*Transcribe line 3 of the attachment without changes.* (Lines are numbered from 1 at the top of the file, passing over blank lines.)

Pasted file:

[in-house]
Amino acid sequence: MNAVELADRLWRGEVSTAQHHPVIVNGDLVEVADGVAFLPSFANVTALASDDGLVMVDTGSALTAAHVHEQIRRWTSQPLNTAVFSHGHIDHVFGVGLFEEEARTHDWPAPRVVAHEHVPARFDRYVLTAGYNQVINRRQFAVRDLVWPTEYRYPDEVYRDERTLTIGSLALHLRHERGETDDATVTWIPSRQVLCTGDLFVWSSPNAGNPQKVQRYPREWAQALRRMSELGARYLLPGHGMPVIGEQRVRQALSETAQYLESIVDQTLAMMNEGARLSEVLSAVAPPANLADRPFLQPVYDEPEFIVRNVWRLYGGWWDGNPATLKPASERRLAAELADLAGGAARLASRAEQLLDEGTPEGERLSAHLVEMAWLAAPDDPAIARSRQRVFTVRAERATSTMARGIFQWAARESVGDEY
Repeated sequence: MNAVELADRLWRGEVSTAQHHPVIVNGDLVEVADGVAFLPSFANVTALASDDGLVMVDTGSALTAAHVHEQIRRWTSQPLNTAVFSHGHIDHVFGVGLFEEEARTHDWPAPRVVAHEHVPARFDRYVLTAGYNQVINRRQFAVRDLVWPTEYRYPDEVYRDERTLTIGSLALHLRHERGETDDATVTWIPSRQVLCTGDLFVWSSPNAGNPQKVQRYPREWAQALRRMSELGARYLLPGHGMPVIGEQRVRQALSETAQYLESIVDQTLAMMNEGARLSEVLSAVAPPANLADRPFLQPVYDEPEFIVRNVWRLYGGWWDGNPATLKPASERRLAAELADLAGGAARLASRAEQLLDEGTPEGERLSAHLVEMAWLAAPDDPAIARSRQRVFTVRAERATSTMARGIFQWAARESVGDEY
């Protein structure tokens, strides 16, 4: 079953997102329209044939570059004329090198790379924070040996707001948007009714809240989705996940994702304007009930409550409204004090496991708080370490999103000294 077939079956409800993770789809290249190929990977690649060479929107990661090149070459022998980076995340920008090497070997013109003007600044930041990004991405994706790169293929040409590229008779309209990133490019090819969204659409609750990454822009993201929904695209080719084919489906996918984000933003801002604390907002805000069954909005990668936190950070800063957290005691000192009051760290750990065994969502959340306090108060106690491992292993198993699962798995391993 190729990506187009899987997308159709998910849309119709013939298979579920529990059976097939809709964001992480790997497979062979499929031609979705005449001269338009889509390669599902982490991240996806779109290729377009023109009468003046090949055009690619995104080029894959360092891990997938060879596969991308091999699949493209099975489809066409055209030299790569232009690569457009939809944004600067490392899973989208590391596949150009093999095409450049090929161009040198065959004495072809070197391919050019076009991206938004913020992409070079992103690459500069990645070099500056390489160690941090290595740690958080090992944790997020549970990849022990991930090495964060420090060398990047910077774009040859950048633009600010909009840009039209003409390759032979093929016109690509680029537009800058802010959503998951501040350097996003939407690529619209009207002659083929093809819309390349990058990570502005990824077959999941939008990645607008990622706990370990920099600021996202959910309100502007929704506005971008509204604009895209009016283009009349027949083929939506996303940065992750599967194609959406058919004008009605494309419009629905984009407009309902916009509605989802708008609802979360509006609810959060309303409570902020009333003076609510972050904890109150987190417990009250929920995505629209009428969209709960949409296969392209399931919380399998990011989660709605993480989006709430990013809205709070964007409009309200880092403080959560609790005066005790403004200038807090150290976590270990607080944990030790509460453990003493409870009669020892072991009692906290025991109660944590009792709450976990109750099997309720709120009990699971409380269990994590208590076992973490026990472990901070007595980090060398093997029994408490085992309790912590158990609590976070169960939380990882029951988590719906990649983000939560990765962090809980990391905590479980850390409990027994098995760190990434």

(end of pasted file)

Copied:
Repeated sequence: MNAVELADRLWRGEVSTAQHHPVIVNGDLVEVADGVAFLPSFANVTALASDDGLVMVDTGSALTAAHVHEQIRRWTSQPLNTAVFSHGHIDHVFGVGLFEEEARTHDWPAPRVVAHEHVPARFDRYVLTAGYNQVINRRQFAVRDLVWPTEYRYPDEVYRDERTLTIGSLALHLRHERGETDDATVTWIPSRQVLCTGDLFVWSSPNAGNPQKVQRYPREWAQALRRMSELGARYLLPGHGMPVIGEQRVRQALSETAQYLESIVDQTLAMMNEGARLSEVLSAVAPPANLADRPFLQPVYDEPEFIVRNVWRLYGGWWDGNPATLKPASERRLAAELADLAGGAARLASRAEQLLDEGTPEGERLSAHLVEMAWLAAPDDPAIARSRQRVFTVRAERATSTMARGIFQWAARESVGDEY